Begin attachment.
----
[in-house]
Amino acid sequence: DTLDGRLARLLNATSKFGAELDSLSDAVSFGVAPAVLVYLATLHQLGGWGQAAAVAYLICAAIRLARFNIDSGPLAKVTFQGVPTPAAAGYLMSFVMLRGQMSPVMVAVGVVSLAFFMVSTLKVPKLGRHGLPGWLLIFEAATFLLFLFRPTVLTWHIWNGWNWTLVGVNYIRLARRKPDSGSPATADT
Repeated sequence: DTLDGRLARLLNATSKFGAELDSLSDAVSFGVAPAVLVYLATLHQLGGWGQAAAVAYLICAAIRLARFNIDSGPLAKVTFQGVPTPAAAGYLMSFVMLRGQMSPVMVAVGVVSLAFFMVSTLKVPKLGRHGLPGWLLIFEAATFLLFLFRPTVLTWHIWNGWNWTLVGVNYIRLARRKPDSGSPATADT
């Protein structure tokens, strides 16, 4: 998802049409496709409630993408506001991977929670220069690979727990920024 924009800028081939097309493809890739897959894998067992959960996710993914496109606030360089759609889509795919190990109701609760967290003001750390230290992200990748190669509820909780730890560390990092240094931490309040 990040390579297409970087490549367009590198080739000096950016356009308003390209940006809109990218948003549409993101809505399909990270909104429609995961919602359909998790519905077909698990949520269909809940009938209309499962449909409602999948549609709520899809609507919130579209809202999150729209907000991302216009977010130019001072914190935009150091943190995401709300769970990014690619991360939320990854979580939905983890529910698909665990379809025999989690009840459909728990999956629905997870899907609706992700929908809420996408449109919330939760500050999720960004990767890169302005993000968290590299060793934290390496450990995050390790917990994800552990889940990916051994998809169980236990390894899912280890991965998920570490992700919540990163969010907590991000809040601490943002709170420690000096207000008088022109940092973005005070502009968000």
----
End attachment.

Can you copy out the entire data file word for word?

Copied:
[in-house]
Amino acid sequence: DTLDGRLARLLNATSKFGAELDSLSDAVSFGVAPAVLVYLATLHQLGGWGQAAAVAYLICAAIRLARFNIDSGPLAKVTFQGVPTPAAAGYLMSFVMLRGQMSPVMVAVGVVSLAFFMVSTLKVPKLGRHGLPGWLLIFEAATFLLFLFRPTVLTWHIWNGWNWTLVGVNYIRLARRKPDSGSPATADT
Repeated sequence: DTLDGRLARLLNATSKFGAELDSLSDAVSFGVAPAVLVYLATLHQLGGWGQAAAVAYLICAAIRLARFNIDSGPLAKVTFQGVPTPAAAGYLMSFVMLRGQMSPVMVAVGVVSLAFFMVSTLKVPKLGRHGLPGWLLIFEAATFLLFLFRPTVLTWHIWNGWNWTLVGVNYIRLARRKPDSGSPATADT
């Protein structure tokens, strides 16, 4: 998802049409496709409630993408506001991977929670220069690979727990920024 924009800028081939097309493809890739897959894998067992959960996710993914496109606030360089759609889509795919190990109701609760967290003001750390230290992200990748190669509820909780730890560390990092240094931490309040 990040390579297409970087490549367009590198080739000096950016356009308003390209940006809109990218948003549409993101809505399909990270909104429609995961919602359909998790519905077909698990949520269909809940009938209309499962449909409602999948549609709520899809609507919130579209809202999150729209907000991302216009977010130019001072914190935009150091943190995401709300769970990014690619991360939320990854979580939905983890529910698909665990379809025999989690009840459909728990999956629905997870899907609706992700929908809420996408449109919330939760500050999720960004990767890169302005993000968290590299060793934290390496450990995050390790917990994800552990889940990916051994998809169980236990390894899912280890991965998920570490992700919540990163969010907590991000809040601490943002709170420690000096207000008088022109940092973005005070502009968000």